Hundreds of Dead ‘O‘opu During Fish Ladder Construction at Wailuku RiverOctober 31, 2019, 4:43 PM HST · Updated November 1, 1:58 AM 0 Comments
A video documenting a substantial fish kill of native ‘o‘opu (gobies) at the mouth of the Wailuku River was brought to the attention of the Commission on Water Resource Management on Wednesday during the installation of a fish ladder that is meant to help such species survive by ensuring mauka to makai water flow.
Maui resident, Jacob Kaneakua took video of the fish kill at around 11 a.m. on Wednesday. He said he got a call from some friends who were walking up the beach and river and came upon the dead and dying fish. In an attempt to save the fish, Kaneakua and his friends loaded up coolers with the stranded fish and ended up taking a few hundred back upstream where they had a better chance of survival.
CWRM Chair Suzanne Case said, “It is obviously ironic that our project to improve stream habitat for ʻoʻopu appears to have resulted in loss of hundreds of fish. We regret this situation and express our sincere apologies to the Wailuku River community for these events. The Commission thanks the community for its support of the fish ladder installation and will continue to work towards improving stream channel conditions in the Wailuku River.”
On Monday, CWRM began the installation of a fiberglass fish ladder on the face of the 22-foot vertical concrete wall located within the river’s flood control project just below the Market Street bridge.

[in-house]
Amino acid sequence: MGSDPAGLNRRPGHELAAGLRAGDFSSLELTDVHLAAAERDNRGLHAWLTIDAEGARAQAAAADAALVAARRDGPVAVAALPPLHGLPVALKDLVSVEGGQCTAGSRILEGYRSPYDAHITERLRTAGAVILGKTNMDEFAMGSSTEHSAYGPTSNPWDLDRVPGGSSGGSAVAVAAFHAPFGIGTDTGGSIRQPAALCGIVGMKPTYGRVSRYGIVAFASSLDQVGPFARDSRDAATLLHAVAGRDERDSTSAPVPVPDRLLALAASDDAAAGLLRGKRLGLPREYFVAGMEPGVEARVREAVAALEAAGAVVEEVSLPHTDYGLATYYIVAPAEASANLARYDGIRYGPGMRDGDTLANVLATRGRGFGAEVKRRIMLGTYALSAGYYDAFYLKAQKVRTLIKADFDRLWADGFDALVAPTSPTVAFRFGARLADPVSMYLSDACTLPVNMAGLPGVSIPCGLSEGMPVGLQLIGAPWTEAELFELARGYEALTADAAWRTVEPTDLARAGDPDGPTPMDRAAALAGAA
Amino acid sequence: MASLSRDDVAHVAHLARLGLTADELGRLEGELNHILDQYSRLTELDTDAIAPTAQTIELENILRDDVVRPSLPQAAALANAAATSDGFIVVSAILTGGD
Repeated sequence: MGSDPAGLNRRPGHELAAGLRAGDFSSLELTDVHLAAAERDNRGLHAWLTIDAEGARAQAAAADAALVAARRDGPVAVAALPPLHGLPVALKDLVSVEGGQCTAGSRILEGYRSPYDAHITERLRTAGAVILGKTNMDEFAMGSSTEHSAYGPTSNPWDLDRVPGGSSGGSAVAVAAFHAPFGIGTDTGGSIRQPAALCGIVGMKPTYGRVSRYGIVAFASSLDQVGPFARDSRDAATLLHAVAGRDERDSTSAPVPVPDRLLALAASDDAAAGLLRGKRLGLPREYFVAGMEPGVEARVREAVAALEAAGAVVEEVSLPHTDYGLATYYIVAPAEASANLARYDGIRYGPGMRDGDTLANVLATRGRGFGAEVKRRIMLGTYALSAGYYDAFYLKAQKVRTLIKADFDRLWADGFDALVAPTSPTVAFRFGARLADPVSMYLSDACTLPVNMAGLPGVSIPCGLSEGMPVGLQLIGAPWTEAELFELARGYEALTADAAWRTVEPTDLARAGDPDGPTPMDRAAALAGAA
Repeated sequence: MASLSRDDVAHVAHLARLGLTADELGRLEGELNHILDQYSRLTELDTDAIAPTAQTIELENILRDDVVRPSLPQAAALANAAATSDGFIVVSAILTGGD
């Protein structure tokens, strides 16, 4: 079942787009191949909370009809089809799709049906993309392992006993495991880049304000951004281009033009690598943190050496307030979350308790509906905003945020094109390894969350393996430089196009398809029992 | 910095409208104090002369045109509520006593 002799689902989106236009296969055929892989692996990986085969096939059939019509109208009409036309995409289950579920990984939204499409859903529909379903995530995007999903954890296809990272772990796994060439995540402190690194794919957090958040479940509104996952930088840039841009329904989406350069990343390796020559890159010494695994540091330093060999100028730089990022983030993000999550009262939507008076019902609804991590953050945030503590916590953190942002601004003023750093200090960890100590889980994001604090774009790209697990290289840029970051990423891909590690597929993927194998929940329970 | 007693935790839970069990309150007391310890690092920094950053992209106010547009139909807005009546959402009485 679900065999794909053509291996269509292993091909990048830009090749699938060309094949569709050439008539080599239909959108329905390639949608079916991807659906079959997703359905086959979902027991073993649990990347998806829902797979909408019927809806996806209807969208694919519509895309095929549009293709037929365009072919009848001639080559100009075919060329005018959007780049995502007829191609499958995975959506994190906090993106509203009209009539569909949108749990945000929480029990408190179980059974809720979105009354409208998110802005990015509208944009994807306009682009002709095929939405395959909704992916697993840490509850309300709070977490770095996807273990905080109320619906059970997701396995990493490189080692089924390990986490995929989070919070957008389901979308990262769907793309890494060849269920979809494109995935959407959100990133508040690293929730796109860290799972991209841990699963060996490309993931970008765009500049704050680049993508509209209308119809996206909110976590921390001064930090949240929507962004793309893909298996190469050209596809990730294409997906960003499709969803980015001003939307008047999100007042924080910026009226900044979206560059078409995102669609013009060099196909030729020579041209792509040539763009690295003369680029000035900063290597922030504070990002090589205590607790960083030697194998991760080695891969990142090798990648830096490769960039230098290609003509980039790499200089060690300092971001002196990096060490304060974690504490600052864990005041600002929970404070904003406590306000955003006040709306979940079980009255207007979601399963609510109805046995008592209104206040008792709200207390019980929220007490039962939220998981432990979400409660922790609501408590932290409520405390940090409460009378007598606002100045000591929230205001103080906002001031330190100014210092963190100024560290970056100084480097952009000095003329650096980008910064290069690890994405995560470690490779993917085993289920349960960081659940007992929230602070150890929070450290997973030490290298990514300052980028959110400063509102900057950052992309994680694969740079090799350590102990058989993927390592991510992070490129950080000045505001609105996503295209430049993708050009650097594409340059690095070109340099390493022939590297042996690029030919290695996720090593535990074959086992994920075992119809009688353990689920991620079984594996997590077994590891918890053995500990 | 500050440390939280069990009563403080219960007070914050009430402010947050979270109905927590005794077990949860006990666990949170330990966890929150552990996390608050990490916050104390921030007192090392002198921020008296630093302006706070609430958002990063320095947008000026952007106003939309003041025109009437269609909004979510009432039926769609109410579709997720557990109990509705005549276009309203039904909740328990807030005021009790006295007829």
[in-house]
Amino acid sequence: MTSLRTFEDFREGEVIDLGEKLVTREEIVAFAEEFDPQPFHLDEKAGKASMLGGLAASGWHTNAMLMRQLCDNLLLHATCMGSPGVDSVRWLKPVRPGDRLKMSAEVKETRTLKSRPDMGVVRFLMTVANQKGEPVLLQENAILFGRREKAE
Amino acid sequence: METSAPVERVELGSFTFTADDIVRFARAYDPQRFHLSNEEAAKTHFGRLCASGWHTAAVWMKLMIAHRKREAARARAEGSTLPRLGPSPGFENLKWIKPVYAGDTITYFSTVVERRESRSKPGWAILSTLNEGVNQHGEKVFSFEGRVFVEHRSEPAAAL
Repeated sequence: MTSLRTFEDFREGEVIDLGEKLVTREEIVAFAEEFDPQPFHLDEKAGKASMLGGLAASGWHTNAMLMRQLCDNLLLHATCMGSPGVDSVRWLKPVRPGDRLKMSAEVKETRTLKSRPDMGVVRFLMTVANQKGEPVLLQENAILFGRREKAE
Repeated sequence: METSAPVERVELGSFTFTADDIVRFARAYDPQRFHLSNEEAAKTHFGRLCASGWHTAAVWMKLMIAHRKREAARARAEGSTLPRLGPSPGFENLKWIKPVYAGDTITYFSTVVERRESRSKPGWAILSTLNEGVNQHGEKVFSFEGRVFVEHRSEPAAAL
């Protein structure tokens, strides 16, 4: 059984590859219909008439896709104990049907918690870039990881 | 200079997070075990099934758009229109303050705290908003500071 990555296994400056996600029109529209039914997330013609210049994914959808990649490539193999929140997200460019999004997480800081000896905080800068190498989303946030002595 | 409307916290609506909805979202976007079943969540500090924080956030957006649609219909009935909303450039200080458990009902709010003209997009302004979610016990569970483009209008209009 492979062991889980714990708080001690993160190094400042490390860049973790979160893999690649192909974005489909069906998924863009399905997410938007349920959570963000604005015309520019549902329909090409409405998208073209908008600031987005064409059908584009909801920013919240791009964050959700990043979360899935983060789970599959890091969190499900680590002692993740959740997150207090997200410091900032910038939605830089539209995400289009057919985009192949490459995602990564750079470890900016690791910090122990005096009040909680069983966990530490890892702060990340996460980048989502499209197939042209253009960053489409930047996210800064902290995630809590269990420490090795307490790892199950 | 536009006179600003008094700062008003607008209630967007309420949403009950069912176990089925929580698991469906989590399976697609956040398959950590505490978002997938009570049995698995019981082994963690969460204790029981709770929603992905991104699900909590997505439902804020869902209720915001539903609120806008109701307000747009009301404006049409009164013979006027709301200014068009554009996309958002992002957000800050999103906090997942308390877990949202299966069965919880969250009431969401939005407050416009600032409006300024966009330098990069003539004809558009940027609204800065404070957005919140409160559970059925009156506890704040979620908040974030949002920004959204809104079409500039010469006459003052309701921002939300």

With the assistance of the Wailuku Water Company and Mahi Pono LLC, streamflows were reduced to provide a safe work site for the contractors to install the fish ladder. CWRM issued an order to temporarily suspend the interim instream flow standard (IIFS) for the whole week beginning October 28, so that less water would flow downstream to facilitate installation.
The installation was completed late Tuesday afternoon and both companies were notified. Today CWRM officially notified both companies to reinstate the IIFS and return full regulated flow to the stream. Water was returned to the river by Mahi Pono on Wednesday morning and by the Wailuku Water Company earlier today at CWRM’s request.
Notwithstanding that low flows continued uninterrupted through the project site for the duration of the project, it appears they were insufficient to reach the stream mouth to sustain fish life. Staff from the DLNR Division of Aquatic Resources (DAR) has discovered smaller die-off events resulting from low rainfall and declining streamflows during summer months, but the greatly reduced streamflows in connection with the fish ladder project, exacerbated conditions resulting in this large fish kill.
CWRM received funding from the U.S. Fish and Wildlife Service in 2015 to improve biological connectivity in the river, following up on the findings of the Commission’s Nā Wai ‘Ehā contested case hearing that identified the 22-foot vertical structure in the flood channel as an obstacle to the upstream migration of the native ‘o‘opu.
According to NOAA, a fish ladder, also known as a fishway, provides a detour route for migrating fish past a particular obstruction on the river. The ladder contains a series of ascending pools that are reached by swimming against a stream of water. Fish leap through the cascade of rushing water, rest in a pool, and then repeat the process until they are out of the ladder.